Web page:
x Abu Dhabi, UAETuesday 25 July 2017

Short films, grand leaps

Feature From sweeping landscapes to zany animation, this year's Gulf Voices entries are as diverse in theme as they are in medium. A profile of some of the Emirati filmmakers debuting their new work in this year's line-up at the DIFF.

Saeed al Dhaheri, kneeling beside the camera while filming <i>The Rescue</i>, says that whenever he feels he is getting tired or sick, he turns to filmmaking as a way of escape.
Saeed al Dhaheri, kneeling beside the camera while filming The Rescue, says that whenever he feels he is getting tired or sick, he turns to filmmaking as a way of escape.

"The event started as Emirati Voices. At that time it was fantastic to see. As a college graduate, I did a student film, and for it to be shown on the big screen was like a dream come true, you know?" Hamad Al Awar vividly recalls his first encounter with the Dubai International Film Festival's programme to foster Gulf filmmaking talent. "I think it's the dream of any filmmaker, actually, to get the most people to watch his film," he says.

The 25-year-old animator featured in its line-up back in 2006: his computer-animated short, Once Upon a Seed, told the story about a young shoot struggling to grow between two massive trees, a smart metaphor for the state of the Gulf's fledgling movie business. The film took the DIFF award for Exceptional Talent in Filmmaking that year. Now Al Awar is back with another digital animation, Hammer and Nails, a similarly abstract concept in which an over-mighty mallet is toppled by the nails it attempts to flatten. In a way, the more ferocious tone of this new piece complements the newly expanded and supercharged contest. Emirati Voices has become Gulf Voices; the line-up now includes 10 entries, and submissions were accepted from across the range of GCC countries.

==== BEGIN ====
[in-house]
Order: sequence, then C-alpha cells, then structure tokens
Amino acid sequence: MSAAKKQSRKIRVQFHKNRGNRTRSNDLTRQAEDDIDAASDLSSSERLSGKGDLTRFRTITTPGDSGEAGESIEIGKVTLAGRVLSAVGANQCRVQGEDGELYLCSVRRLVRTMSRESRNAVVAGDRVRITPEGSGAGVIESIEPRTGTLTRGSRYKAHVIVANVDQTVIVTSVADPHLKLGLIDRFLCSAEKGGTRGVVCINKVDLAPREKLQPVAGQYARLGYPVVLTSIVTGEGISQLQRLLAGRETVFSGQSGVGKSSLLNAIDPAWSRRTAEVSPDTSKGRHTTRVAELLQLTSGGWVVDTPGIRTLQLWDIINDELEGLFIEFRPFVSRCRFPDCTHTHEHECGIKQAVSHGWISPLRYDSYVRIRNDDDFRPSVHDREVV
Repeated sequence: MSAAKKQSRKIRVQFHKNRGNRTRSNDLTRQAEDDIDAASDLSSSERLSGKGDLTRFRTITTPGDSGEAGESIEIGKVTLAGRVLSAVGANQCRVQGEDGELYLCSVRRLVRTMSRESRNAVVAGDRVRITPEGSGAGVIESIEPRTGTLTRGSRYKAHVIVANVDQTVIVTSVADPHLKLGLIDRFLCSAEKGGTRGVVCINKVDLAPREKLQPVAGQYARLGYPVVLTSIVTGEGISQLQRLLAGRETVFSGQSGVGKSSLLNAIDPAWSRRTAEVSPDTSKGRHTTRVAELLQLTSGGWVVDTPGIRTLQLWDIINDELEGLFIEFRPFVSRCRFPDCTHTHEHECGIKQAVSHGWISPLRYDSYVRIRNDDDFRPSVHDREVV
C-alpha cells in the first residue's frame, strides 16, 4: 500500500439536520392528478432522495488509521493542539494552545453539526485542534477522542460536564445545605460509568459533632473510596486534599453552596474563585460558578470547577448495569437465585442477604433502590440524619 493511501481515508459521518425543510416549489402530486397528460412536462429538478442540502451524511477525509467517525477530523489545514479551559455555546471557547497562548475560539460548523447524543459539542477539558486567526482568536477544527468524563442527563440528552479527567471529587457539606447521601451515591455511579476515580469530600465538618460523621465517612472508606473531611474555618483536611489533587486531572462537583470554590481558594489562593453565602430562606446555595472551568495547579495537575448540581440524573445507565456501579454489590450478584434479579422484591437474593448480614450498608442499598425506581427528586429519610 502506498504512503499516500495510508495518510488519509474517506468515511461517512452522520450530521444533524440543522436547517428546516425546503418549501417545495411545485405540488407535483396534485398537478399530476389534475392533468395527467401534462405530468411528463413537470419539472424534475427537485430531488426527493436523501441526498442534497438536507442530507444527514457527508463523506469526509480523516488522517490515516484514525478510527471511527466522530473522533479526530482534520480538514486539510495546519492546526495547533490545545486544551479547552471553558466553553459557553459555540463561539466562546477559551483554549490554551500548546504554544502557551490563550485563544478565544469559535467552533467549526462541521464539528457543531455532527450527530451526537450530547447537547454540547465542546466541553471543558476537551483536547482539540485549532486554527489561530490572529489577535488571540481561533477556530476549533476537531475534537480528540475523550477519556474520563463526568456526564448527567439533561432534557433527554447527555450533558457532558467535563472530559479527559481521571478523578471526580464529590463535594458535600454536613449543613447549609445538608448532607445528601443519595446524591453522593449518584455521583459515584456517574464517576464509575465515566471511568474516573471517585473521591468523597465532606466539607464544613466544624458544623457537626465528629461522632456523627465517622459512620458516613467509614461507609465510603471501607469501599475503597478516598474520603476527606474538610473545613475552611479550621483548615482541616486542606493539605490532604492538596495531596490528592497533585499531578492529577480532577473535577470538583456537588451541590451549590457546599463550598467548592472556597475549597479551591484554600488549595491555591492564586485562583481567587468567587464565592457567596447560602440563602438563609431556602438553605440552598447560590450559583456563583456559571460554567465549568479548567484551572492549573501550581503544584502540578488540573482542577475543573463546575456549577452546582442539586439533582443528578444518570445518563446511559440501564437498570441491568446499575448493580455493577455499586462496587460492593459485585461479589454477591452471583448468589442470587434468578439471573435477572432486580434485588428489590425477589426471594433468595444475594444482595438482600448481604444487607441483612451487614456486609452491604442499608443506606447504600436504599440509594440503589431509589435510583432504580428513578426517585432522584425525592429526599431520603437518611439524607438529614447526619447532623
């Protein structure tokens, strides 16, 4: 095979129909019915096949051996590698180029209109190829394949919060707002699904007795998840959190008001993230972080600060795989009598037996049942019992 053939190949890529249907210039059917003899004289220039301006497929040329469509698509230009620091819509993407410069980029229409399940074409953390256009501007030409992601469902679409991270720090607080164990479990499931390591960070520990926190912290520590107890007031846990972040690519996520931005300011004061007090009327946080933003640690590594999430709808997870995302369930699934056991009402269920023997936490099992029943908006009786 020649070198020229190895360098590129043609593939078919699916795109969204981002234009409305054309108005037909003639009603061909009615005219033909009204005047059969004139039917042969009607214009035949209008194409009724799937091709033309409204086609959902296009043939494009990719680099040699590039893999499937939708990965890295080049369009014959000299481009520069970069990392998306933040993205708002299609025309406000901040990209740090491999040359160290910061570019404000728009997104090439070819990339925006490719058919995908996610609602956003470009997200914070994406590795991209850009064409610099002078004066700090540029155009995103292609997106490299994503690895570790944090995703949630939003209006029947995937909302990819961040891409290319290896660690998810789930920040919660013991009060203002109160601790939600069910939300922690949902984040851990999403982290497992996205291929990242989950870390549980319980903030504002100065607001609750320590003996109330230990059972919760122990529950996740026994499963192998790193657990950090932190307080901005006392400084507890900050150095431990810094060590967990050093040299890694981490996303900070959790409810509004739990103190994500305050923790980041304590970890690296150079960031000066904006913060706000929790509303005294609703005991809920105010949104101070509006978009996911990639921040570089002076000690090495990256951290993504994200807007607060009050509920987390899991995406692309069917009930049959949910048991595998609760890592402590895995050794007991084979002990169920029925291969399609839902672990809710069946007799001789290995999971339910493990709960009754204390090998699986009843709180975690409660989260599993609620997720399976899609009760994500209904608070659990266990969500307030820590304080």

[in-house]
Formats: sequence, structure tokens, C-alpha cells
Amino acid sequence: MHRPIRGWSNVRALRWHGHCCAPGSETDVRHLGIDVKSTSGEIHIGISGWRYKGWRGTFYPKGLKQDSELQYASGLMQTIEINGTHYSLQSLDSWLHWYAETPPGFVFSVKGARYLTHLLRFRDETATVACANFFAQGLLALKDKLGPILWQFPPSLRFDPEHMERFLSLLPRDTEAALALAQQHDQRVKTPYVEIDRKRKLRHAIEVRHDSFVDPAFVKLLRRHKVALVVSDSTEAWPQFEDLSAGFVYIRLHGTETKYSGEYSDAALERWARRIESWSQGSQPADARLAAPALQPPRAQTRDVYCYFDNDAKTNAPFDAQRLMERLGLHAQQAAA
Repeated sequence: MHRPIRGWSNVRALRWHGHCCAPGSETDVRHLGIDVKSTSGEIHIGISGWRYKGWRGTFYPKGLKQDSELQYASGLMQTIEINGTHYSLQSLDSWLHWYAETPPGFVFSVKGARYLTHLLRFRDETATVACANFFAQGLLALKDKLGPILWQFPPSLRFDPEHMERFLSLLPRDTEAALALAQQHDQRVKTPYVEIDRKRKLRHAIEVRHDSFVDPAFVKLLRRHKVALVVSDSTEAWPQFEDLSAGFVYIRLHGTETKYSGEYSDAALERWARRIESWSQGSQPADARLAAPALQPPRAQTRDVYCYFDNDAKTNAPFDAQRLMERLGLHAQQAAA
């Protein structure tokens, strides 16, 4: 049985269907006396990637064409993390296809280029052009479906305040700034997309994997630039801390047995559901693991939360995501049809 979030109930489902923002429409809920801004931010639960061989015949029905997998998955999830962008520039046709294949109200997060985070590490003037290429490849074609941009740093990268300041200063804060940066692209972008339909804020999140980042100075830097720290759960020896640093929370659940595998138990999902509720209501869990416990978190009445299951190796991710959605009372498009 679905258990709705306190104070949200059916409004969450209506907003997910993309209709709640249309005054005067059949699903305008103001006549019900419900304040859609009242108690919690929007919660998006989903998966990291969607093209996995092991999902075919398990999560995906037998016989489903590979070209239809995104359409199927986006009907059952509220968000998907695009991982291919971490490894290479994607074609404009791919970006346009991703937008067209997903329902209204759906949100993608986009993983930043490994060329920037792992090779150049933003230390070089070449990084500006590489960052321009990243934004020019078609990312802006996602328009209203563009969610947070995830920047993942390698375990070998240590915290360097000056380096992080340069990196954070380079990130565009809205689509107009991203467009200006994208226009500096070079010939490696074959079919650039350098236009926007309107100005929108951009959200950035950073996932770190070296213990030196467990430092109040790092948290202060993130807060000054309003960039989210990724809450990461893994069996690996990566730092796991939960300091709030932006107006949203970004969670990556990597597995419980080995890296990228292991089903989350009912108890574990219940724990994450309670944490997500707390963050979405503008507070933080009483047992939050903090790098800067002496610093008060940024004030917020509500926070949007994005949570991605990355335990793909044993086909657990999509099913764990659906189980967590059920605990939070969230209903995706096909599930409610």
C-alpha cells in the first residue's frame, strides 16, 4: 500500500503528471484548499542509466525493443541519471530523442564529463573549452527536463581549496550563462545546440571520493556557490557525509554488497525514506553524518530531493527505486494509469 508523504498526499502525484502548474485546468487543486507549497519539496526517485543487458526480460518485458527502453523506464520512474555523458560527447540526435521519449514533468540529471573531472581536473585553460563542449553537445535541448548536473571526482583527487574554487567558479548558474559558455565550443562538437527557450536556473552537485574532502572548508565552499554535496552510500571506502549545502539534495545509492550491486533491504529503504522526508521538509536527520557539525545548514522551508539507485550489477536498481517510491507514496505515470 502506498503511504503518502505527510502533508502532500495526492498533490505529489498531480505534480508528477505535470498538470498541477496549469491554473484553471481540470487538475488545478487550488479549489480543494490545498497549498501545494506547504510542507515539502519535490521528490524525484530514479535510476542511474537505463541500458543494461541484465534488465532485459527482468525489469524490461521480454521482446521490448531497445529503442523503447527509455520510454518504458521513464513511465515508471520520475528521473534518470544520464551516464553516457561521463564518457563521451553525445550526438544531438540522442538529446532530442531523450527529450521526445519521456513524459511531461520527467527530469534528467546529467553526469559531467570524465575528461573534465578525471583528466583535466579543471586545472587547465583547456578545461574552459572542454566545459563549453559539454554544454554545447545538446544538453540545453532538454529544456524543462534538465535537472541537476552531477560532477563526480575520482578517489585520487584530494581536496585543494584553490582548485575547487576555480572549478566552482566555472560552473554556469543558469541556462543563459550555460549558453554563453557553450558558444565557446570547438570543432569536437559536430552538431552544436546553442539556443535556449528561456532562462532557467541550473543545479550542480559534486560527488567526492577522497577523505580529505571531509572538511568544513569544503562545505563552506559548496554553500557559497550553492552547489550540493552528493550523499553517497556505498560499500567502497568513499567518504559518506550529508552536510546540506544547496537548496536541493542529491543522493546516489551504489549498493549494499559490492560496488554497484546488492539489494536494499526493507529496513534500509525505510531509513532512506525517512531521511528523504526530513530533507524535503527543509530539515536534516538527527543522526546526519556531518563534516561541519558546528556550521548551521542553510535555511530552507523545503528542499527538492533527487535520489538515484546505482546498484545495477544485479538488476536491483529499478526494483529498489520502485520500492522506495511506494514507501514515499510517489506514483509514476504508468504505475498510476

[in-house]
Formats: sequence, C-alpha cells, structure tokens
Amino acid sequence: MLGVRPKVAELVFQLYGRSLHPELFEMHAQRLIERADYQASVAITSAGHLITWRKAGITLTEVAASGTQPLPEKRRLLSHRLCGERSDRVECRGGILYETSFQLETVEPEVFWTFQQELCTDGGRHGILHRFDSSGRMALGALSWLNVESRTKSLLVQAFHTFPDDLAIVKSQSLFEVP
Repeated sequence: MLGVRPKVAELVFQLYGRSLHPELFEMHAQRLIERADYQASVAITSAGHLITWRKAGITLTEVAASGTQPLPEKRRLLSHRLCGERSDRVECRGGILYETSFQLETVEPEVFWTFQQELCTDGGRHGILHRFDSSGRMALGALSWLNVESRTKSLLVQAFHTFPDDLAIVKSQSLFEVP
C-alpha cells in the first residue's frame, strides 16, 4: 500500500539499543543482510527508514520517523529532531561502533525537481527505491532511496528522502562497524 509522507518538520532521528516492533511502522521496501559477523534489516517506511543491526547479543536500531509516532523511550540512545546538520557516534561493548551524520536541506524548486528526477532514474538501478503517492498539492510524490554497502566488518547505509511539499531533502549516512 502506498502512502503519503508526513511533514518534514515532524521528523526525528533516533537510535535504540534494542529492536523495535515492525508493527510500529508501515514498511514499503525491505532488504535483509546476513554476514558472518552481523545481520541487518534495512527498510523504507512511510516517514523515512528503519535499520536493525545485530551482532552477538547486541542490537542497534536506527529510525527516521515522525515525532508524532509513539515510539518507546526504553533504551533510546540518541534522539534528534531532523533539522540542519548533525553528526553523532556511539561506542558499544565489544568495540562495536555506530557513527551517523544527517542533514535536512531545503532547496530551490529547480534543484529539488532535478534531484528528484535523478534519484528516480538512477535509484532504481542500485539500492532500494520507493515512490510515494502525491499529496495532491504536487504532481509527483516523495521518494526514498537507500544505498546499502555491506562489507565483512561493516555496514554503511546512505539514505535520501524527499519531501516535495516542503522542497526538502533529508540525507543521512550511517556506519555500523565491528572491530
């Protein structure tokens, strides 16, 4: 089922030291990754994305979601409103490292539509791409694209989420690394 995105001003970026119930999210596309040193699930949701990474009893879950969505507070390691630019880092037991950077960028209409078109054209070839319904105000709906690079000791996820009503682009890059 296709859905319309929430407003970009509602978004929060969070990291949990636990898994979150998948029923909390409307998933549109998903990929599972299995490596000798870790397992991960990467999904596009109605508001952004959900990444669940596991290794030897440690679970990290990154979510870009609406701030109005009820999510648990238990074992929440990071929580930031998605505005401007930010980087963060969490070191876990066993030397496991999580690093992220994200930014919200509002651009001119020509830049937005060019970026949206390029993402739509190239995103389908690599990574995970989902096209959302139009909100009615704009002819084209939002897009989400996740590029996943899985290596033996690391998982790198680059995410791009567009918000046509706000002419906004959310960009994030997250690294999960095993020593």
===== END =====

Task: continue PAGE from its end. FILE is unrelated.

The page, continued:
The result is a remarkable smorgasbord of styles and concerns. Hard-hitting documentaries rub up against lackadaisical farces; poetic dramas and satirical squibs are brought into strange contrast. Yet an excitement about the whole process of making motion pictures pervades the series, and at their best, the entries reveal talents that are ready to graduate from national or regional promotions. Take the slick digital image manipulation of the fresh-faced Omani brothers Dawood and Yasir al Kiyumi, born in 1985 and 1986 respectively. Their very short short, Reality Beats, in which two boys struggle on a plunging cliff-top, marks them out as naturals for the kind of punchy advertising they say they want to pursue. Or consider the Saudi director Abdullah Al Eyaf's moving short drama, Rain, in which we follow a young deaf boy and a temporarily blinded youth through a day of strange reversals. In its meditative focus and lyrical deployment of recurring visual motifs, it recalls nothing so much as the Polish master Krzysztof Kieslowski.

Then there's Mission of Hope, a tough-minded piece of video journalism by the Emirati directors Aisha Mohammed Obaid Al Muhairi and Asma Ahmed: it looks at the costs of drug addiction both to the individual and to society, and bravely resists drawing any simple conclusions. There's satisfaction to be taken in the fact that many of the standout pieces came from the five Emirati entrants. Nasser al Yakoubi's Mountain Sheikh is an astonishing documentary about a wizened manual labourer from the desert around the director's home in Ras al Khaimah. This serene, strangely gnomelike figure works long solitary days breaking rocks in the hot sun, as the Clash once sang. These, however, are rocks the size of Land Cruisers. In long, panoramic shots, we watch as he scampers barefoot over jagged red shale, dressed only in a tied blanket, heaving away at a crowbar to lever boulders down a system of wooden slides. All around, the echoing horizons are as barren as the moon. "Nobody can do my job," he tells the camera. A short-lived Pakistani colleague quit the desert saying: "Not for a thousand dirhams could I move that rock!"